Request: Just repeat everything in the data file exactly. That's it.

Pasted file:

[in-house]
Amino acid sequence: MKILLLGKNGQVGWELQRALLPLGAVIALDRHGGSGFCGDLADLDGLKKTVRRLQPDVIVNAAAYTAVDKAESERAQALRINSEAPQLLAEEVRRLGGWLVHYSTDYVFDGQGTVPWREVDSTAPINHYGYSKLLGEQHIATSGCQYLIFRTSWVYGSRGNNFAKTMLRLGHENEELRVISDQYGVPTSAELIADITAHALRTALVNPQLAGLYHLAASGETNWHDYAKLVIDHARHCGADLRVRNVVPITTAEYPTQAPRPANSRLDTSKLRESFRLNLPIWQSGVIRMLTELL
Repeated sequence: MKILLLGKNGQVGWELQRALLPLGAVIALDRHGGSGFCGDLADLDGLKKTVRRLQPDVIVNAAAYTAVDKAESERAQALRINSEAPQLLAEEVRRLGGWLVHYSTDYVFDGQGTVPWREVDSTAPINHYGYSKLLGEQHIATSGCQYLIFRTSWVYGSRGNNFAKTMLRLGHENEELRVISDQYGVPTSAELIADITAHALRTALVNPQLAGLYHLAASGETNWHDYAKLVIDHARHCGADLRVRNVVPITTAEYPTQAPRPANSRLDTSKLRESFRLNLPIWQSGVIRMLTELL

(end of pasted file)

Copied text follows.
[in-house]
Amino acid sequence: MKILLLGKNGQVGWELQRALLPLGAVIALDRHGGSGFCGDLADLDGLKKTVRRLQPDVIVNAAAYTAVDKAESERAQALRINSEAPQLLAEEVRRLGGWLVHYSTDYVFDGQGTVPWREVDSTAPINHYGYSKLLGEQHIATSGCQYLIFRTSWVYGSRGNNFAKTMLRLGHENEELRVISDQYGVPTSAELIADITAHALRTALVNPQLAGLYHLAASGETNWHDYAKLVIDHARHCGADLRVRNVVPITTAEYPTQAPRPANSRLDTSKLRESFRLNLPIWQSGVIRMLTELL
Repeated sequence: MKILLLGKNGQVGWELQRALLPLGAVIALDRHGGSGFCGDLADLDGLKKTVRRLQPDVIVNAAAYTAVDKAESERAQALRINSEAPQLLAEEVRRLGGWLVHYSTDYVFDGQGTVPWREVDSTAPINHYGYSKLLGEQHIATSGCQYLIFRTSWVYGSRGNNFAKTMLRLGHENEELRVISDQYGVPTSAELIADITAHALRTALVNPQLAGLYHLAASGETNWHDYAKLVIDHARHCGADLRVRNVVPITTAEYPTQAPRPANSRLDTSKLRESFRLNLPIWQSGVIRMLTELL